Rob Stein Rob Stein is a Correspondent and Senior Editor on NPR's Science Desk.
Maggie Starbard/NPR
Rob Stein
Maggie Starbard/NPR

Rob Stein

Correspondent and Senior Editor, Science Desk

Rob Stein is a correspondent and senior editor on NPR's science desk.

An award-winning science journalist with more than 25 years of experience, Stein mostly covers health and medicine. He tends to focus on stories that illustrate the intersection of science, health, politics, social trends, ethics, and federal science policy. He tracks genetics, stem cells, cancer research, women's health issues and other science, medical, and health policy news.

Before NPR, Stein worked at The Washington Post for 16 years, first as the newspaper's science editor and then as a national health reporter. Earlier in his career, Stein spent about four years as an editor at NPR's science desk. Before that, he was a science reporter for United Press International (UPI) in Boston and the science editor of the international wire service in Washington.

Stein is a graduate of the University of Massachusetts, Amherst. He completed a journalism fellowship at the Harvard School of Public Health, a program in science and religion at the University of Cambridge, and a summer science writer's workshop at the Marine Biological Laboratory in Woods Hole, Mass.

Stein's work has been honored by many organizations, including the National Academy of Sciences, the American Association for the Advancement of Science and the Association of Health Care Journalists.

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Story Archive

Shaorong Deng gets an experimental treatment for cancer of the esophagus that uses his own immune system cells. They have been genetically modified with the gene-editing technique known as CRISPR. Yuhan Xu/NPR hide caption

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Yuhan Xu/NPR

Doctors In China Lead Race To Treat Cancer By Editing Genes

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Philip Morris' iQOS device heats tobacco but stops short of burning it, an approach the company says reduces exposure to tar and other toxic byproducts of burning cigarettes. Philip Morris via AP hide caption

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Philip Morris via AP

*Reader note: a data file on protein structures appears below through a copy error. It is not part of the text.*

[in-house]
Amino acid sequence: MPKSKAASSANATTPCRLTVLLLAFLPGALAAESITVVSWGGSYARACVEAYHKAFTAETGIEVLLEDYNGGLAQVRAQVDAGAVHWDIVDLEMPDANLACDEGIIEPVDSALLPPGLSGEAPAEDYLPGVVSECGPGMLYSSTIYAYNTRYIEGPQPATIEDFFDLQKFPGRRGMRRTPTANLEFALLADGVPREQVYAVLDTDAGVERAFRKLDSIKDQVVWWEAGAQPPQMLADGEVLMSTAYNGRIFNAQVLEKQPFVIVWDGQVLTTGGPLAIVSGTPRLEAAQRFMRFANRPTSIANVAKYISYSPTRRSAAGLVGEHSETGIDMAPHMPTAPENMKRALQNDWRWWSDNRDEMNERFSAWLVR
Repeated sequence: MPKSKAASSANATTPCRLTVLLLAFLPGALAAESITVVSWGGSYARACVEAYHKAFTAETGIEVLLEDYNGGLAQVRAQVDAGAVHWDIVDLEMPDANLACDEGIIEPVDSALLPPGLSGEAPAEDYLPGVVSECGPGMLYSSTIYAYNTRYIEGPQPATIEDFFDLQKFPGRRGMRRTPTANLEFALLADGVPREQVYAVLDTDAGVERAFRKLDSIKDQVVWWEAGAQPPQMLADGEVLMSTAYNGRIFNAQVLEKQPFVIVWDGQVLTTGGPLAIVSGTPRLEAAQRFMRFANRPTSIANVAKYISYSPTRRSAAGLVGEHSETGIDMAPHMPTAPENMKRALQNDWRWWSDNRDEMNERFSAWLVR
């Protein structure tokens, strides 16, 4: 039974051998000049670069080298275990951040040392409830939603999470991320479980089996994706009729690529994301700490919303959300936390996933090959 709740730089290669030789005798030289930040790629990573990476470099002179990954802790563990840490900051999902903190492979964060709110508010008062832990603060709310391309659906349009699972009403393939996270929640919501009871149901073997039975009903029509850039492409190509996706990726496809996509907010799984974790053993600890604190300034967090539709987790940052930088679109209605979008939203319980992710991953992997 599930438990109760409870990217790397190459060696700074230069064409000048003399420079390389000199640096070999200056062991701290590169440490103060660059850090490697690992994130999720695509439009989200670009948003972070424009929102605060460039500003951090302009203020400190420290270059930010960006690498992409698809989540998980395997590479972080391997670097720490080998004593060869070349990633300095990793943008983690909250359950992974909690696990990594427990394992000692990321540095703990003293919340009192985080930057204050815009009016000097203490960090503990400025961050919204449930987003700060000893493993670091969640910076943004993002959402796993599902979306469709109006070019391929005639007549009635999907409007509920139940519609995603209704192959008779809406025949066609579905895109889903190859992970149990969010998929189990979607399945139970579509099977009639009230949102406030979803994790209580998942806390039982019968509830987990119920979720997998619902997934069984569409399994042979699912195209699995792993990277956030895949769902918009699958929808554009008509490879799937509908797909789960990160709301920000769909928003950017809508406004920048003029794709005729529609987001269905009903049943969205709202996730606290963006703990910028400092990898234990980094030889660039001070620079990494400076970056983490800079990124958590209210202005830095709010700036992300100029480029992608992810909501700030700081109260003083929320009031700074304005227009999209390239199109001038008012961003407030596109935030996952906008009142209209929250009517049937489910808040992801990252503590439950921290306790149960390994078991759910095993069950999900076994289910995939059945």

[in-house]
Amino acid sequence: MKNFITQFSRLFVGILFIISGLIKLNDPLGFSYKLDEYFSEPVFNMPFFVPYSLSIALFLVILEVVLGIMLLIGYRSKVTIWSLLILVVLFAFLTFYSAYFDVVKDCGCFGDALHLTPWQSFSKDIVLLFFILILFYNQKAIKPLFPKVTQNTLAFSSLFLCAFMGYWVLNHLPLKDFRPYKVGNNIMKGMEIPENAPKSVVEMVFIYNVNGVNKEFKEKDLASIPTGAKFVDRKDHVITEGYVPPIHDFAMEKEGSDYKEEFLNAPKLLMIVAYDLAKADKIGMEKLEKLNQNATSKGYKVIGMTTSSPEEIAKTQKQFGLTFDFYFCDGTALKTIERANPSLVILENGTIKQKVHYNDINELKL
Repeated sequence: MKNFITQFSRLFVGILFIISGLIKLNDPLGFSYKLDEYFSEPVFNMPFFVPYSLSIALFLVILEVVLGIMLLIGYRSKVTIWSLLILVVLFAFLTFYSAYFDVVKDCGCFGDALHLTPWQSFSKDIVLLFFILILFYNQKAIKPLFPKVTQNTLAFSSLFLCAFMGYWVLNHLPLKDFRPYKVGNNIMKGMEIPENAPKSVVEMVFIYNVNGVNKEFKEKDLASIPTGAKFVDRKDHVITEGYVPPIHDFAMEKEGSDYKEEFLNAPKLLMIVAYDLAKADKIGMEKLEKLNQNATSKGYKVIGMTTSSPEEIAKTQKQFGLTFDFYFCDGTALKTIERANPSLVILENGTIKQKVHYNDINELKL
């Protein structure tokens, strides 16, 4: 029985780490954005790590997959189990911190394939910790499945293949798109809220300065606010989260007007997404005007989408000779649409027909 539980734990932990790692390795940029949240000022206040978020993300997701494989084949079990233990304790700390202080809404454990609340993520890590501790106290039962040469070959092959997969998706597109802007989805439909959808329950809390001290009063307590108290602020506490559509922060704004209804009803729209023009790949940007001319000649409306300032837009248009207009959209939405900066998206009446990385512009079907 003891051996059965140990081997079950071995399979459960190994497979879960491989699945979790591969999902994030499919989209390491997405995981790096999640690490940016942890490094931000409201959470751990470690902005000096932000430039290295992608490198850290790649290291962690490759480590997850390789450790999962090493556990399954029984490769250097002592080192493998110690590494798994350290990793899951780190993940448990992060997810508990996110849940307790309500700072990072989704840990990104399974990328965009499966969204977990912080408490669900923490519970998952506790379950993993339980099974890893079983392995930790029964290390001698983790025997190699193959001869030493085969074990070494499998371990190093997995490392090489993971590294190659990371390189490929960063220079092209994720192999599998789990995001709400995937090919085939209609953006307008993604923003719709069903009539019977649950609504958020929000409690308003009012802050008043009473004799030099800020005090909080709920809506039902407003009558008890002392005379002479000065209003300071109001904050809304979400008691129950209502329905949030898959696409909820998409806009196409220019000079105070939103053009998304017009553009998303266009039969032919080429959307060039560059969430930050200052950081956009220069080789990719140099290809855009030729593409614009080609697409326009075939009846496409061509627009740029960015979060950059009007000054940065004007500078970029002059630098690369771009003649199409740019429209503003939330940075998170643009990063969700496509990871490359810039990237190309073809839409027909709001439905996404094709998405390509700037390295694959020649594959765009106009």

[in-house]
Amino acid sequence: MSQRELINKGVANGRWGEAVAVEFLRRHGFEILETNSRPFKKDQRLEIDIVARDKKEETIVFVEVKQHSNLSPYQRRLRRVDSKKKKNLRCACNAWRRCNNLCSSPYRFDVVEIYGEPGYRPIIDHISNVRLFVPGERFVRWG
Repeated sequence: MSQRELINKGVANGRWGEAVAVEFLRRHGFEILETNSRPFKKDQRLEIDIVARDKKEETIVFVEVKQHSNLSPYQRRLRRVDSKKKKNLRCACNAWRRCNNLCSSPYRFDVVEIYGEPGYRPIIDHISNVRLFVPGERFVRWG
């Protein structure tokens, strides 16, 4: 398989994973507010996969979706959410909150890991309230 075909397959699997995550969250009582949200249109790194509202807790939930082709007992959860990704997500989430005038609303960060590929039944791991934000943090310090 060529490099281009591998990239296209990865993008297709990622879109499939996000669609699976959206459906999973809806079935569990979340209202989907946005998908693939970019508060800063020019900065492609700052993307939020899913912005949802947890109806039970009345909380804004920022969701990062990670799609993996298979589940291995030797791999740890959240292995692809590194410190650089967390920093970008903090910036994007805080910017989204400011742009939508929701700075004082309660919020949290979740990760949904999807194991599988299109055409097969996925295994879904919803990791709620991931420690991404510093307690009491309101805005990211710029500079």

FDA Panel Gives Qualified Support To Claims For 'Safer' Smoking Device

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Zhong Zhong (left) and Hua Hua are the first primate clones made by somatic cell nuclear transfer, the same process that created Dolly the sheep in 1996. Qiang Sun and Mu-ming Poo/Chinese Academy of Sciences/Cell Press hide caption

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Qiang Sun and Mu-ming Poo/Chinese Academy of Sciences/Cell Press

Chinese Scientists Clone Monkeys Using Method That Created Dolly The Sheep

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Flu patient Donnie Cardenas waits in an emergency room hallway with roommate Torrey Jewett at the Palomar Medical Center in Escondido, Calif., this past week. Gregory Bull/AP hide caption

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Gregory Bull/AP

Flu Season Is Shaping Up To Be A Nasty One, CDC Says

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Gene Editing Experiments In Mice May Help People Hear Too

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Life expectancy in the U.S. has fallen for the second straight year, in part because of the surge of overdoses on opioids, such as oxycodone. John Moore/Getty Images hide caption

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John Moore/Getty Images

Life Expectancy Drops Again As Opioid Deaths Surge In U.S.

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Scientists Use Gene Editing To Prevent A Form Of Deafness In Mice

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This Food and Drug Administration approved Luxturna, a gene therapy developed by Spark Therapeutics, to treat an inherited form of blindness. Courtesy of Spark Therapeutics via AP hide caption

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Courtesy of Spark Therapeutics via AP

The Food and Drug Administration plans to take action against risky homeopathic remedies under a policy unveiled Monday. Alexander Baumann/EyeEm/Getty Images hide caption

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Alexander Baumann/EyeEm/Getty Images

Food And Drug Administration Plans Crackdown On Risky Homeopathic Remedies

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Could Probiotics Protect Kids From A Downside Of Antibiotics?

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Australia had a particularly hard flu season this year, which may predict similar challenges for the U.S. Pascal Pochard-Casabianca/AFP/Getty Images hide caption

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Pascal Pochard-Casabianca/AFP/Getty Images

In The U.S., Flu Season Could Be Unusually Harsh This Year

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